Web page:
So why don't more teachers teach this song, and the life of Woody Guthrie, in the classroom? To be sure he was no saint; Woody was only really a family man briefly after he married his second wife (and before he endured the most crippling tragedy anyone could face, losing a child in an accident—one of an endless string of tragedies he endured), and his alcoholism and other pursuits make him a less-than-ideal role model. Or do they? The role he played was flawed wandering troubadour who cared more about the welfare of others than he did about himself. He was an artist, and a flawed person just like the rest of us. He's exactly the kind of person young people should be learning about. At the very least they should be learning his songs because his songs speak to the possibility inherent in a democratic America. He believed in people. He knew they weren't all good but he also believed there were more of us than them. Because there have to be.

So if you're spending this July 4th contemplating what it means to be an American you might consider listening to some protest songs and heeding the words of Shirley Chisholm, who once suggested that we shouldn't measure America by its achievements but by its potential. A lot has been achieved by Americans to make the world a better place, but we still have a lot of unfulfilled potential too.

To get you started I have a few playlists for you: one suitable for young listeners, one for those in the middle, and one for students getting closer to making their way in the world. Feel free to listen and share.

Protest Songs For Younger Students: Teach Your Children Well

  • "The House I Live In," performed by Josh White
  • "I Wish I Knew How It Would Feel to Be Free," performed by Nina Simone
  • "We Shall Overcome," performed by Pete Seeger
  • "I Hear Them All," performed by Old Crow Medicine Show
  • "Freedom Highway," performed by the Staple Singers
  • "A Change is Gonna Come," performed by Aretha Franklin
  • "They'll Never Keep Us Down," performed by Hazel Dickens
  • "This Little Light of Mine," performed by the Montgomery Improvement Association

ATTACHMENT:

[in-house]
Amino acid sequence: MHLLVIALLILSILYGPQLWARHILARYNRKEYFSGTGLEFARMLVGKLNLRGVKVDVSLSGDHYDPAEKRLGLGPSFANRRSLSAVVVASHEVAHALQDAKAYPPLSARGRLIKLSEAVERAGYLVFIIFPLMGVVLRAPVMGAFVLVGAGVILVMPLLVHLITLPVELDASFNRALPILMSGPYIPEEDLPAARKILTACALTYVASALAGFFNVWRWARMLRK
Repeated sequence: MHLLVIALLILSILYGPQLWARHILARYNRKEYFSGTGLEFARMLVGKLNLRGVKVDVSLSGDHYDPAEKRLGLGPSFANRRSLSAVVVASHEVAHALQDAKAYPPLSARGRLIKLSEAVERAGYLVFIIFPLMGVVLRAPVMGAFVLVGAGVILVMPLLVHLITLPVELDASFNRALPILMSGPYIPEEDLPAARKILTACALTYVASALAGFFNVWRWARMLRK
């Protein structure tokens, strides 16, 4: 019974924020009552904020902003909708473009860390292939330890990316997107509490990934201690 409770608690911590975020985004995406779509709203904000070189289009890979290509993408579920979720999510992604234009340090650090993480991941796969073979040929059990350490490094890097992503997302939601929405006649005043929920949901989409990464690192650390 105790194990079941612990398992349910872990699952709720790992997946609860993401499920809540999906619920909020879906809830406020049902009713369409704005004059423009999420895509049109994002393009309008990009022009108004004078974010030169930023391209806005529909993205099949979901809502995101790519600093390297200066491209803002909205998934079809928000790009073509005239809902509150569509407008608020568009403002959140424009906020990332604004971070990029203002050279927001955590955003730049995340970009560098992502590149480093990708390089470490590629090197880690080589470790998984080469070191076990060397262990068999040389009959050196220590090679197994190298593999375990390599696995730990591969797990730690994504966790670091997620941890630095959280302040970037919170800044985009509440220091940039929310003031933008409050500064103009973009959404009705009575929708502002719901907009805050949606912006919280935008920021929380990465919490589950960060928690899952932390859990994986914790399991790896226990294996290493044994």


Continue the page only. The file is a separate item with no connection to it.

• "Turn! Turn! Turn! (To Everything There Is a Season)," performed by The Byrds
  • "Everyday People," performed by Otis Gibbs
  • "Paradise," performed by John Prine
  • "The Times They are a-Changin'," performed by Bob Dylan
  • "Teach Your Children," performed by Crosby Stills Nash & Young
  • This Land Is Your Land," performed by Woody Guthrie

Protest Songs for Middle-Level Students: We're In the Same Boat, Brothers (and Sisters)

  • "We're in the Same Boat, Brother," performed by Lead Belly
  • "Birmingham Sunday," performed by Joan Baez
  • "Oxford Town," performed by Bob Dylan
  • "A Change Is Gonna Come," performed by Aretha Franklin
  • "Strange Fruit," performed by Billie Holiday
  • "The Bourgeois Blues," performed by Lead Belly
  • "Everyday People," performed by Otis Gibbs
  • "Union Maid," performed by Old Crow Medicine Show
  • "The Times They Are a-Changin'," performed by Bob Dylan
  • "Plane Wreck at Los Gatos," performed by Bruce Springsteen
  • "Do Re Mi," performed by Nanci Griffith & Guy Clark
  • "Steve's Hammer (for Pete)," performed by Steve Earle
  • "Better World a-Comin'," performed by Woody Guthrie

Protest Songs for High School Students: What It Means

  • "Christmas in Washington," performed by Steve Earle
  • "The Preacher and the Slave (Pie in the Sky," performed by Cisco Houston
  • "Masters of War," performed by Bob Dylan
  • "The Lonesome Death of Hattie Carroll," performed by Bob Dylan
  • "Only a Pawn in Their Game," performed by Bob Dylan
  • "White Man's World," performed by Jason Isbell & The 400 Unit
  • "Christ for President," performed by Billy Bragg & Wilco
  • "Ludlow Massacre," performed by Barbara Dane
  • "Aginst th' Law," performed by Billy Bragg & Wilco
  • "Dress Blues," performed by Jason Isbell
  • "Rich Man's War," performed by Steve Earle
  • "We Can't Make It Here," performed by James McMurtry
  • "What It Means," performed by Drive-By Truckers
  • "I Ain't Got No Home," performed by Bruce Springsteen